On a regional basis, a number of studies of extremes have been completed as a part of a series of regional workshops coordinated by the joint World Meteorological Organization WMO Climate Variability and Predictability Climate Change Indices CLIVAR CCI Expert Team on Climate Change Detection, Monitoring and Indices ETCCDMI . Each of these workshops used a set software that calculated extremes defined in Frich et al. 2002 . These workshops included the Caribbean Peterson et al., 2002 , southern...

Introduction

Outbreaks of anomalous summer heat occur each year somewhere on Earth. Typically associated with persistent blocking anticyclones, summertime heat waves in the mid-latitudes have a coherent spatial structure that is characterized by lack of rainfall, dry air and soil, and increased fire risk. Disastrous consequences Macfarlane and Waller, 1976 Sheridan and Kalkstein, 2004 can result from hot spells that are extreme in their duration and spatial extent. The summer of 2003, very likely the...

Illustrative reinsurance example

Reinsurers tend to work on very focused risk portfolios, because they are dealing with risks that are unacceptable to primary insurers. The example below illustrates how such risks could escalate in the future and become unacceptable, even to reinsurers. Suppose that in 2000 the reinsurer assessed there were three possible event outcomes normality, an extreme event defined as a 1-in-100-year probability , and a catastrophe defined as having a 1,000-year return period . Swiss Re's current...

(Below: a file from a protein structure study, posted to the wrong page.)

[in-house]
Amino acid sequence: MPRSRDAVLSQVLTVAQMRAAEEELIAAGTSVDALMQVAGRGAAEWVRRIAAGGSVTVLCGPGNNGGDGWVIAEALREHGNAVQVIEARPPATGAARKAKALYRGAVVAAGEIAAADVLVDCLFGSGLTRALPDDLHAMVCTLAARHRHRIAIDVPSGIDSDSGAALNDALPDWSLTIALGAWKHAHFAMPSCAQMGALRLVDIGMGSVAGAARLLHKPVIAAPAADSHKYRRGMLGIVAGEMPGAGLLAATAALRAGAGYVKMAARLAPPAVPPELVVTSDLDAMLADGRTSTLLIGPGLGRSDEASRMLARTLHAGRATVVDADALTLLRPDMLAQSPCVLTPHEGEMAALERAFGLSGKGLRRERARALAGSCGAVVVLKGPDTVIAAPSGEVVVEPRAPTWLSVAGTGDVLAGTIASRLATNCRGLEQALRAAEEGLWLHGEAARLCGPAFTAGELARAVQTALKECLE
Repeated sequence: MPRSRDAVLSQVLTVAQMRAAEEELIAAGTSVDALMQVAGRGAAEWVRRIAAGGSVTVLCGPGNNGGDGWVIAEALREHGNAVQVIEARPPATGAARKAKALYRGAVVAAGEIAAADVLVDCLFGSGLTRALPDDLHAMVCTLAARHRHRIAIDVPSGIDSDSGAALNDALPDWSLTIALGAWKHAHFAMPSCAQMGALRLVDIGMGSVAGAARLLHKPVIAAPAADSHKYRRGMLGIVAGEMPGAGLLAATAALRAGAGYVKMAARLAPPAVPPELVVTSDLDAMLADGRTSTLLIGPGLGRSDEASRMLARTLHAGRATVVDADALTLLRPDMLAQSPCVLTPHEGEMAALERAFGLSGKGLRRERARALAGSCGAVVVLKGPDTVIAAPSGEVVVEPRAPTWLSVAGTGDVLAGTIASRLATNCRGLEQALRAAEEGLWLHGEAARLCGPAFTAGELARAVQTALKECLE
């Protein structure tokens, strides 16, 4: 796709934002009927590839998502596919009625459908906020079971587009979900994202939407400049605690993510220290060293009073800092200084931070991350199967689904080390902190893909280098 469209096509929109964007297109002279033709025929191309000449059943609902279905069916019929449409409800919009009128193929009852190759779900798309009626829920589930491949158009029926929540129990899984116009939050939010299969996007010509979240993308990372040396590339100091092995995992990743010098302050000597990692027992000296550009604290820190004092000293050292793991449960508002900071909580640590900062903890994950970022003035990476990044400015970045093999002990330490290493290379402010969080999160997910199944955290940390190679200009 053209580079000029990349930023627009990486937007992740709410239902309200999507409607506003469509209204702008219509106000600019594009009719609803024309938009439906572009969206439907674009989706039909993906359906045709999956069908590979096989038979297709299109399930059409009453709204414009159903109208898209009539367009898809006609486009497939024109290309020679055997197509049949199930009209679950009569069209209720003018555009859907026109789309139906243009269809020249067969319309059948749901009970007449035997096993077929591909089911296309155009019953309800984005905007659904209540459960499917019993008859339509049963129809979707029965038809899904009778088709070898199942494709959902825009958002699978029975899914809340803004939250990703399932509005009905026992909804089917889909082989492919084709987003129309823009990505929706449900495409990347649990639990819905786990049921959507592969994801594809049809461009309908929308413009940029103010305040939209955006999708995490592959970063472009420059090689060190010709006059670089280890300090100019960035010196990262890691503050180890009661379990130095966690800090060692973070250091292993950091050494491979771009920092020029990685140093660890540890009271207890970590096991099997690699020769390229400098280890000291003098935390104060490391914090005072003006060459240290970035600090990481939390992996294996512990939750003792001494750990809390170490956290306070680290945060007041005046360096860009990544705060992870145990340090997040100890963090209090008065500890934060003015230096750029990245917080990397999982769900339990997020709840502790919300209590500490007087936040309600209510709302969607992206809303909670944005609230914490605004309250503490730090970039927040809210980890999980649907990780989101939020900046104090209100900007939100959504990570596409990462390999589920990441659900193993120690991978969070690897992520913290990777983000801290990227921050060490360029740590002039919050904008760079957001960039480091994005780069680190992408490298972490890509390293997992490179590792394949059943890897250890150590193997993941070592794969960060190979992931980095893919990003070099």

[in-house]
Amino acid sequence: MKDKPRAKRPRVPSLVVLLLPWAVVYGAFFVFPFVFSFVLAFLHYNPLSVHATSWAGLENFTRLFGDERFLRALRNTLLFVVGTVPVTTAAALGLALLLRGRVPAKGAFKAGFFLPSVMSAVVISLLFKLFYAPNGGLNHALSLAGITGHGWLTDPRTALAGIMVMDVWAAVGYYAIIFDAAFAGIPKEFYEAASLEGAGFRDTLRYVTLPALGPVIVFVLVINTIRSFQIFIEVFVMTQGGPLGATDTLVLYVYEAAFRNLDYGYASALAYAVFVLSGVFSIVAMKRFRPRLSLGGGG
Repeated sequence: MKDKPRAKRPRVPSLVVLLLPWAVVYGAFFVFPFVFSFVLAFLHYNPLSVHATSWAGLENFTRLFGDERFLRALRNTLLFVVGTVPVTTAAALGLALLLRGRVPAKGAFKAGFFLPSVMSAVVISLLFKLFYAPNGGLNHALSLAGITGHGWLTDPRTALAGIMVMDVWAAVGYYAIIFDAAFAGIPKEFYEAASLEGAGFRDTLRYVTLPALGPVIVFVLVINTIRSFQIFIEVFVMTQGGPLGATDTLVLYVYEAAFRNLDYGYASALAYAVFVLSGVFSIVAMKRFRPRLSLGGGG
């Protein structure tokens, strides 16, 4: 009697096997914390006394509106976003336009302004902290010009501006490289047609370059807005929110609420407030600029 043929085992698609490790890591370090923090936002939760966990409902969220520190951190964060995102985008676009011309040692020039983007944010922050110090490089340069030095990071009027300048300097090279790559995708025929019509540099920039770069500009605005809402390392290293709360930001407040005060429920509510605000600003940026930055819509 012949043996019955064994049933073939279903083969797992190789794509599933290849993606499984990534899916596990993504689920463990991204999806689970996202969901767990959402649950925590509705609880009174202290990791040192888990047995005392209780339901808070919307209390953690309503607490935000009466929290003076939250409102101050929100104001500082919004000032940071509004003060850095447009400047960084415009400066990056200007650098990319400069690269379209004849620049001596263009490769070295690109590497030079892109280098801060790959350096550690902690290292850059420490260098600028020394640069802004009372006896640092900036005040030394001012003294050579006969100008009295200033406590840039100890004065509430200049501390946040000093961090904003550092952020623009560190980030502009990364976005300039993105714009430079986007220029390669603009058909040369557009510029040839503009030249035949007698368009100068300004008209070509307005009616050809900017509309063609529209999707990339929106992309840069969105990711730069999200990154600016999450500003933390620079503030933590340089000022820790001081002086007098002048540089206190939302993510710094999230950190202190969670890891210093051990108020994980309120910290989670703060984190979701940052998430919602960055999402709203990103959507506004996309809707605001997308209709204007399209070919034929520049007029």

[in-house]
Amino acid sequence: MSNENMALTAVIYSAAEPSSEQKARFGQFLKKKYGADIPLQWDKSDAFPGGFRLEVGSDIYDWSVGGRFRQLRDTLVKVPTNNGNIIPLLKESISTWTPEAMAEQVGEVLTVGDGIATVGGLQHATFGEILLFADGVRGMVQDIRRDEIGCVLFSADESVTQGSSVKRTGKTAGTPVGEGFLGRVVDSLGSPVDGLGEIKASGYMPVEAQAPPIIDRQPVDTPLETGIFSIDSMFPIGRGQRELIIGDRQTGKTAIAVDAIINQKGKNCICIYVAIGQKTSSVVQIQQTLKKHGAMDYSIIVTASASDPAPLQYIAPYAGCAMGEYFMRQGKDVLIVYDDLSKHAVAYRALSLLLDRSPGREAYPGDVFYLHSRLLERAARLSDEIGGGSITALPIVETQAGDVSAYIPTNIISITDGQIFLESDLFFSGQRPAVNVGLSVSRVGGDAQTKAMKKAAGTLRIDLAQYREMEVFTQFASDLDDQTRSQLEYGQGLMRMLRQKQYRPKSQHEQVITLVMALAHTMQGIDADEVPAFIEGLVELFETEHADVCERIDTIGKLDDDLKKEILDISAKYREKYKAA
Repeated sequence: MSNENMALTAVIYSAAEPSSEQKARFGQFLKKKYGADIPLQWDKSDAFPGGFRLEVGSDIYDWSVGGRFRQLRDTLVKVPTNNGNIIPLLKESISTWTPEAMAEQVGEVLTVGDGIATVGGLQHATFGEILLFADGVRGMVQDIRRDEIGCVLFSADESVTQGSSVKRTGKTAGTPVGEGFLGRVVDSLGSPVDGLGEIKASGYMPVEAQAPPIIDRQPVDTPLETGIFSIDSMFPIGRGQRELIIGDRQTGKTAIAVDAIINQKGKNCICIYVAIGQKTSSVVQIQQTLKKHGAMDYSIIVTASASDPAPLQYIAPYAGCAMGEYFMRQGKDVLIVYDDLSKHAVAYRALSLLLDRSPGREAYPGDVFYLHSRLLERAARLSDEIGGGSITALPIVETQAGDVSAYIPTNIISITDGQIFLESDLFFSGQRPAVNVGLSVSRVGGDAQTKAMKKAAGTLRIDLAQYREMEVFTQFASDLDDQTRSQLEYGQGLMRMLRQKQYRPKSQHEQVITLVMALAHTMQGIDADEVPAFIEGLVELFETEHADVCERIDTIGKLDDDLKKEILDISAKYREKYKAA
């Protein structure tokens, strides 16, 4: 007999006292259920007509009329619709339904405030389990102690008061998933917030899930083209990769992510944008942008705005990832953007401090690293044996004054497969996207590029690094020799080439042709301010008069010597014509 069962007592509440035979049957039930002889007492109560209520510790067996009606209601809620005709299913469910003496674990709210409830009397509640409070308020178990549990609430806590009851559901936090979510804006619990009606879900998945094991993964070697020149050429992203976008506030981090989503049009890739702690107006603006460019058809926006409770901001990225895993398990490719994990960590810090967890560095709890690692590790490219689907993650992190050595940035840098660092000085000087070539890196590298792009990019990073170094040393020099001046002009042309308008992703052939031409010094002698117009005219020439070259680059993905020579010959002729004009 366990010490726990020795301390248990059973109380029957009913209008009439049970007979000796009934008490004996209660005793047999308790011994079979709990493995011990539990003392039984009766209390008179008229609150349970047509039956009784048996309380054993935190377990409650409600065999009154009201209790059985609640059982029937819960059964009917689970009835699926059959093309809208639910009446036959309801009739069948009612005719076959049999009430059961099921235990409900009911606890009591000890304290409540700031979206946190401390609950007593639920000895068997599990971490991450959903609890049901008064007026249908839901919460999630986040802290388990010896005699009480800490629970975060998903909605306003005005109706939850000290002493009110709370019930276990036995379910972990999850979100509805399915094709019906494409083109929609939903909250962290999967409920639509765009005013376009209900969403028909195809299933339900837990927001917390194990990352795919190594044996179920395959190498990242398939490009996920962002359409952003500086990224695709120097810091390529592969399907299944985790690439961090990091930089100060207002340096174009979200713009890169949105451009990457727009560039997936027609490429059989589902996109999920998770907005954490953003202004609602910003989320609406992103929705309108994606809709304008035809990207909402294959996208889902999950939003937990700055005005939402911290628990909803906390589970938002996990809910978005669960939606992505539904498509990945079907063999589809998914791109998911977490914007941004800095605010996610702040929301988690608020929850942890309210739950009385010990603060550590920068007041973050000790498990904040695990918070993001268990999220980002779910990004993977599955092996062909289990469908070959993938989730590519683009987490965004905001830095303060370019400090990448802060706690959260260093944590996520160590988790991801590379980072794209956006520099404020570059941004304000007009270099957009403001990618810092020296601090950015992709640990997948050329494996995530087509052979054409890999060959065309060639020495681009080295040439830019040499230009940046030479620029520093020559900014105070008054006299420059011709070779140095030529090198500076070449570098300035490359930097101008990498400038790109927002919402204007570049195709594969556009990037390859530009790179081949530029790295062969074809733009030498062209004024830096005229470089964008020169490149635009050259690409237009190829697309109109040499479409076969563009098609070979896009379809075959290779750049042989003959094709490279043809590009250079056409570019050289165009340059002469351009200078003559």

Tropical Atlantic Main Development Region temperature trends

The region of the tropical North Atlantic and Caribbean extending from 10 N to 20 N is often referred to as the Main Development Region MDR for Atlantic hurricane activity, owing to the large portion of major hurricanes that can be traced to disturbances originating there e.g., Goldenberg et al., 2001 Bell and Chelliah, 2006 . Here we explore possible causes for a warming of this region during the twentieth century. Shown in Figure 7.1 are 10-year running mean surface temperature indices for...

Climate Variability United States Hail

Convective storms play a vital role in weather and climate. They act to redistribute heat, moisture, and trace gases in the vertical and in the horizontal. In the tropics and in the warm season in the mid-latitudes, they provide a significant part of the precipitation. Therefore, they are beneficial to society, Climate Extremes and Society, ed. H. F. Diaz and R. J. Murnane. Published by Cambridge University Press. Cambridge University Press 2008. particularly in agriculture. When convection is...

Underlying problems and approaches

Part of the problem in defining severe convection is the susceptibility of different parts of society to effects of the same weather event. For example, a large amount of small hail less than 2 cm in diameter may have little impact on urban areas, but could be devastating to agricultural interests at certain times of the year and for certain crops. Similarly, strong winds may have minimal impact in an area of grassland used for cattle ranching, whereas the same winds may be damaging in a...

References